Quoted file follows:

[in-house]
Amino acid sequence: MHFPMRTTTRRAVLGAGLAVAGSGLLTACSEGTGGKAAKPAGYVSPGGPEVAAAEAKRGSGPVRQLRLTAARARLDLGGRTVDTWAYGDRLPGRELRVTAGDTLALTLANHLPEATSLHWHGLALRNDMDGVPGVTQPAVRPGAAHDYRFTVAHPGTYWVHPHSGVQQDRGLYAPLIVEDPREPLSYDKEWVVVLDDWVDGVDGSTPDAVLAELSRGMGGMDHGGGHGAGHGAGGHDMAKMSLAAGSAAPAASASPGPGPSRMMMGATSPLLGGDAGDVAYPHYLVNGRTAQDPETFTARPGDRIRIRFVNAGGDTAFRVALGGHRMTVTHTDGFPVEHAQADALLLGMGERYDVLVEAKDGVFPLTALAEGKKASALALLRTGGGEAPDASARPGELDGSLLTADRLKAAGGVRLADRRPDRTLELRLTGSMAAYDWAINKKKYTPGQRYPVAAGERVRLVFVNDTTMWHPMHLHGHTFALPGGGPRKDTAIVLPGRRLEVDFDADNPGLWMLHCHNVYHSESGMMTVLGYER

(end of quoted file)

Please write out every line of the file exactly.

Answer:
[in-house]
Amino acid sequence: MHFPMRTTTRRAVLGAGLAVAGSGLLTACSEGTGGKAAKPAGYVSPGGPEVAAAEAKRGSGPVRQLRLTAARARLDLGGRTVDTWAYGDRLPGRELRVTAGDTLALTLANHLPEATSLHWHGLALRNDMDGVPGVTQPAVRPGAAHDYRFTVAHPGTYWVHPHSGVQQDRGLYAPLIVEDPREPLSYDKEWVVVLDDWVDGVDGSTPDAVLAELSRGMGGMDHGGGHGAGHGAGGHDMAKMSLAAGSAAPAASASPGPGPSRMMMGATSPLLGGDAGDVAYPHYLVNGRTAQDPETFTARPGDRIRIRFVNAGGDTAFRVALGGHRMTVTHTDGFPVEHAQADALLLGMGERYDVLVEAKDGVFPLTALAEGKKASALALLRTGGGEAPDASARPGELDGSLLTADRLKAAGGVRLADRRPDRTLELRLTGSMAAYDWAINKKKYTPGQRYPVAAGERVRLVFVNDTTMWHPMHLHGHTFALPGGGPRKDTAIVLPGRRLEVDFDADNPGLWMLHCHNVYHSESGMMTVLGYER